I liked Launceston; it is a city that lets you decide for yourself. If you like grit in your soap and husks in your porridge, then this is your kind of town (if you don't like husks in your porridge, try the couscous porridge with coconut cream, dates and toasted almonds at Fresh, a non-threatening vegetarian restaurant near the city centre; my teenage vegetarian daughter and I ate there twice).
A city with contrasts is a city with surprises. One afternoon, as we turned the corner to our cottage, we heard a sound like a baby crying from a car that was parking up ahead. The car stopped, a woman opened the passenger-side door and out popped - no word of a lie - a bleating black lamb.
"You little rotter," the woman said with some affection. We had to laugh.
Later we took a historical walking tour, and my initial scribbled impressions acquired some seasoning (also, possibly, the fate of the lamb). Our guide was a keen preservationist who had the endearing habit of announcing architectural styles like they were punchlines, trilling her voice and waving her hands: "Up the road we have a temple built in [activate voice and jazz hands] Egyptian! Revival!"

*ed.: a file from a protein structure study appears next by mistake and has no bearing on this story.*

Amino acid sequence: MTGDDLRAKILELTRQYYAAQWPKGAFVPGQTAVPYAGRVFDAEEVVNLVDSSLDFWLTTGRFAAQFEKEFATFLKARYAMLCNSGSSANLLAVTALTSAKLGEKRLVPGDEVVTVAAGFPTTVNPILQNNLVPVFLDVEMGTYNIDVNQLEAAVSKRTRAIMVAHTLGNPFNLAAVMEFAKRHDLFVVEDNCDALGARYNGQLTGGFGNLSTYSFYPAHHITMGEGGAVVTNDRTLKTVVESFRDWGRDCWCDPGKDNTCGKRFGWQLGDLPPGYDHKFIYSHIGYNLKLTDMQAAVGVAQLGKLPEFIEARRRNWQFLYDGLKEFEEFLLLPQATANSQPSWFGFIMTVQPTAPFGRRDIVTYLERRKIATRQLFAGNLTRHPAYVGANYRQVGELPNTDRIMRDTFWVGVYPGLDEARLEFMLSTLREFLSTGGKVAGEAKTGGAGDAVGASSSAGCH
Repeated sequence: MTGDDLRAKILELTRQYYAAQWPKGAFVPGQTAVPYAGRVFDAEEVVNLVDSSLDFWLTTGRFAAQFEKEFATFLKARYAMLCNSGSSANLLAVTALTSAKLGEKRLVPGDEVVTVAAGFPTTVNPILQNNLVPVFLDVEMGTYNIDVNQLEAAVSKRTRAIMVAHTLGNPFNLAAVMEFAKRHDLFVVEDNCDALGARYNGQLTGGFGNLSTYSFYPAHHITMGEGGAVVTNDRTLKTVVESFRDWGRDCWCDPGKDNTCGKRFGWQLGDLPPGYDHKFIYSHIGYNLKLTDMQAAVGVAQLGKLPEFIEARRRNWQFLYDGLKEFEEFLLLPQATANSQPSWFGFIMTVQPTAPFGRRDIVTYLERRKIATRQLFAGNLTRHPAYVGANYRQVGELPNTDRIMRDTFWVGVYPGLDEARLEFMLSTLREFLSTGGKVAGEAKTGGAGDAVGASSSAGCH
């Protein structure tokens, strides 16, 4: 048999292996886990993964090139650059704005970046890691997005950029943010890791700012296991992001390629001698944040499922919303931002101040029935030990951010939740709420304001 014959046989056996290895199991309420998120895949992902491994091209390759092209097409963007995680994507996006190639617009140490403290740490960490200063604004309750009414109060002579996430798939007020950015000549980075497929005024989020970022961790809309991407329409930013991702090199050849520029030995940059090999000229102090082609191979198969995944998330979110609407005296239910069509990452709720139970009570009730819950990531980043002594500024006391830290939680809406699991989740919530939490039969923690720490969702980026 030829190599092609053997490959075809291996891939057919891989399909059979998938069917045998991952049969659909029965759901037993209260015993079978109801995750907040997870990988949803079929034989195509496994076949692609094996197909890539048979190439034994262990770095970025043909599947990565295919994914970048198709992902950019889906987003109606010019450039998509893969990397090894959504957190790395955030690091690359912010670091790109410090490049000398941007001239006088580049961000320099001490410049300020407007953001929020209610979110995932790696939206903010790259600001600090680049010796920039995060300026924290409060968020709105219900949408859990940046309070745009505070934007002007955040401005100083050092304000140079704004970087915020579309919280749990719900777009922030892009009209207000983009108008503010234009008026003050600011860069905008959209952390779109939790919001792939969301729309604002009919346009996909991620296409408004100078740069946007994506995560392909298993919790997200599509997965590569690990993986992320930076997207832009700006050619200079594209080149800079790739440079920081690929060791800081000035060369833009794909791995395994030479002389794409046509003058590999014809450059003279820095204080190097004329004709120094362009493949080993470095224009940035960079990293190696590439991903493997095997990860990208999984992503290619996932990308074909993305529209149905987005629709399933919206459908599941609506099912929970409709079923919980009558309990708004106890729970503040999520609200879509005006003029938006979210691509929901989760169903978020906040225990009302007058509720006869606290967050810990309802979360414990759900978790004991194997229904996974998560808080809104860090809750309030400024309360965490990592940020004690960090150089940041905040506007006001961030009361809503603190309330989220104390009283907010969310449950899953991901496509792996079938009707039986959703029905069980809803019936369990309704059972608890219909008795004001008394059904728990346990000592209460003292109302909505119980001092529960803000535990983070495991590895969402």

That Launceston has kept so much of its old architecture is thanks to a slump that the guide summarised as "the 20th century". But in parts of the 19th century and even the early 20th, Launceston was prosperous enough that its architects cooked up a feast of Georgian, Victorian and Edwardian edifices (in a nutshell, Georgian is forceful and geometric; Victorian is ornate - that's when the wrought iron-like lace dates from; and, if it looks somewhere inbetween, go with Edwardian).
We learnt that the "cooking with gas" building had been, naturally, a gasworks; that Launceston's leading merchants of the 1830s gathered at the Cornwall Hotel (a Georgian, big circular windows) to plan the foundation of Melbourne (a fact, our guide said, somewhat deflating to visiting Melburnians); that the "wool brokers" site was being turned into shops and parking, but the facade, with its unusual jagged roofline, would be preserved; and later, we saw for ourselves that the church with peeling paint has, in fact, been deconsecrated.